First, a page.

Please take a few minutes each week to look over the Adult Ed offerings in the Weekly Announcements for programs that would interest you. And let us know if we are meeting your needs – we are happy to work congregants who have ideas for programs that enhance our engagement with Judaism.
Gary Reich and Rob Fox 
With Our Members
Birthdays: Joan Adelson, Madeline Ehrlich, Helen Harrison, Joshua Kaufman, Norman Sondheimer, Eugene Brusilovsky, Samantha Peck, Asher Woods, Kathy Englebardt, Hillary Fink

Anniversaries: Roberta and Don Steiner, Rebecca Landsberg and Ross Garmil, Mindy and Anthony Sorbo, Sharon and Howard Wohl
Mazel Tov to Madeline Kahn Ehrlich on celebrating becoming Bat Mitzvah and on her birthday 24 October 2020. Our congratulations go to her and to her whole family!
Yahrzeits: Sara Ritterband, Irving Strossberg, Jon Martin, Edward Shapiro, David Simon, Dorothy Bell, Irving Hertzendorf, Herbert Luft, Juliet Rubinstein, Bertica Shulman Cramer, Lazarus Goodheim, Blanche Moses
We have learned with great sorrow of the passing of Pauline Hollander, mother and mother-in-law of Jeffrey and Barbara Hollander on 15 October 2020. Our condolences go out to the Hollander Family.
Misheberach List

On Shabbat, and on weekdays by request, we offer a healing prayer for those in our family, community, and world that need our attention and prayers. The rabbi reads a list of communal names, which can be easily added to by filling out this google form: Click here Misheberach List / Prayers for Healing Oct 2020 to add a name to our new list. Four times a year everyone will be removed, and we will only continue to pray on Shabbat for those who are resubmitted, if they continue to need our prayers. Rabbi Spitzer and Chris both check the form every week to prepare a list that includes all the names submitted.
Thank You
Thank you to the individuals who participated in this week's Shabbat services. Yashar koach!
Torah and Haftara Readers: Steve Schmidt, Howie Mittelman, Murray Jaros
Daveners/Service Leaders: Dan Mayer, Elianna Moses
Other Service Participants: Kati Illouz, Aaron Besser, Jackie Rowen, Mark Handelman, Rachael Besser, Kaitlin Spektor, Susan Sharfstein
Service Coordinator/Gabbai: Alexandra Schmidt
COVID-19 Compliance Guarantor: Susan Sharfstein
Contributors to our Security Fund, Attendees…
“…those who give funds for heat and light, wine for Kiddush and Havdalah, bread to the wayfarer and charity to the poor, and all those who devotedly involve themselves with the needs of this community… May the Holy Blessed One reward them, remove sickness from them, heal them, and forgive their sins. May God bless them by prospering all their worthy endeavors, and let us say: Amen.”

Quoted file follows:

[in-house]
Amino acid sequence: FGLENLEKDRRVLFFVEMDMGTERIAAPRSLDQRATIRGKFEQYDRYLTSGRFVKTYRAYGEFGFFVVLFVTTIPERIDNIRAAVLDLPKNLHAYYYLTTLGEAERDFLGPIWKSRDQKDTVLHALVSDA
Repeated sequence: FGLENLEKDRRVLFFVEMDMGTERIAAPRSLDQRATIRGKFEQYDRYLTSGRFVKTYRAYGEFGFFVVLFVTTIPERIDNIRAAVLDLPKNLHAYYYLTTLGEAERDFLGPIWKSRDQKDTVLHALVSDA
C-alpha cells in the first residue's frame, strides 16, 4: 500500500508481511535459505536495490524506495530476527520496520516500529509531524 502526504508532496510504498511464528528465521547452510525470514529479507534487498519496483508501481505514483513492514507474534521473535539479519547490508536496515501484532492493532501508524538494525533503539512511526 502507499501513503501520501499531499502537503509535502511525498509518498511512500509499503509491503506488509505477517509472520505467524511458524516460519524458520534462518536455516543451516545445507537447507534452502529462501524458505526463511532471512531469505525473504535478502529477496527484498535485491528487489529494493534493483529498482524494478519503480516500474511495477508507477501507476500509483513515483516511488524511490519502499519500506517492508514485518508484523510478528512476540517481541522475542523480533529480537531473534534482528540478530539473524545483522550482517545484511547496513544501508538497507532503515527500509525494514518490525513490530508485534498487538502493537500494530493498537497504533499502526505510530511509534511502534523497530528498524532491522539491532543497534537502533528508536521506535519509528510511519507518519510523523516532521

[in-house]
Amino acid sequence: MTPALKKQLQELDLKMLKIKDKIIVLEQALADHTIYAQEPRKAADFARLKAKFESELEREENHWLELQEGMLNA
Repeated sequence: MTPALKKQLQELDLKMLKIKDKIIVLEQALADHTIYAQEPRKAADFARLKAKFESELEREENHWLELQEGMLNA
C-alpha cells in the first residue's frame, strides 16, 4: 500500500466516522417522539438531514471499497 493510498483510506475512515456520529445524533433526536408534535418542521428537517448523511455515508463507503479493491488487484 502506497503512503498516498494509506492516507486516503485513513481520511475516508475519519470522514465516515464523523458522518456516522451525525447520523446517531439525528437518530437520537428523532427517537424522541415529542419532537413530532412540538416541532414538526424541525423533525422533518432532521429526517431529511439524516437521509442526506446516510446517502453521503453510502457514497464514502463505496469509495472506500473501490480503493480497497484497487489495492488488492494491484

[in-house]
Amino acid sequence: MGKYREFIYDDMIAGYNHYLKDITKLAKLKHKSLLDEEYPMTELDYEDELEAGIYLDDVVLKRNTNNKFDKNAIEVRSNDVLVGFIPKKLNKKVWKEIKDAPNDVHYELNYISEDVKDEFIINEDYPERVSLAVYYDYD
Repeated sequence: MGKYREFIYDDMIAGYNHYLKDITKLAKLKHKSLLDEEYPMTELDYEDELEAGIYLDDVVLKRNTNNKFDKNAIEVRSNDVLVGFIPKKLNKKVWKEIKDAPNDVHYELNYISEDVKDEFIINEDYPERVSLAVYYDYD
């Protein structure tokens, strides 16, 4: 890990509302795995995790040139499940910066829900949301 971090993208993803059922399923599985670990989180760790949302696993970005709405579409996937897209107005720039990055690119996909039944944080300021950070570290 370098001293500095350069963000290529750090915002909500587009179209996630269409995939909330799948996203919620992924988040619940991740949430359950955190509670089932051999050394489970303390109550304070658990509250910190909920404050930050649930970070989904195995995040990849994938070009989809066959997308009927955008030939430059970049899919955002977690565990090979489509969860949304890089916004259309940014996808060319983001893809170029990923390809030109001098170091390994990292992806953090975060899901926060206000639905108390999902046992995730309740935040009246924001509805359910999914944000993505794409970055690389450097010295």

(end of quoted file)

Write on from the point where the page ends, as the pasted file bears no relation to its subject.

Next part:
Would you like to see your name on this list? Get in touch with Howie Mittleman or Rabbi Spitzer!
Schedule for the Week
Most of our events are happening digitally. Please check the CAA website and Facebook, and look for updates and information via email.

You can find a daily schedule for the next week in a Google Doc which is being updated regularly at this link:
Dr. Berk Lecture Series
Final Installment Tonight
Fall Lecture Series with Dr. Stephen Berk
Fifth Lecture TONIGHT 15 October @ 7:30p
The American Jewish Experience: Zion In America
  • 17 Sep -- From Iberia to America:
They met with George Washington, fought in the American Revolution and began to create a Jewish community. They came for freedom and helped build a new country.
  • 24 Sep -- The Germans Are Coming:
Developments in Central Europe motivated tens of thousands of Jews to come to the United States where they revitalized a very small Jewish community.
  • 1 Oct -- The Russians Are Coming:
A Russian word enters the English language. The word is “pogrom.“ Pogrom became synonymous with attacks on Jews. In 1881-1882, a wave of pogroms swept over Russia, and 1,500,000 Jews came to the United States. They changed the course of American Jewish history.
  • 8 Oct -- The Roaring Twenties and Dismal Thirties:
An interwar period that had an enormous influence on American Jewish life. A Jewish infatuation with an American president failed to yield a positive result.
  • 15 Oct -- Golden Age for American Jews Part I:
The post-World War II period ushered in an unprecedented time in Jewish history. The barriers came down, and Jews became part of the American mainstream.
  • 22 Oct -- Golden Age for American Jews Part II: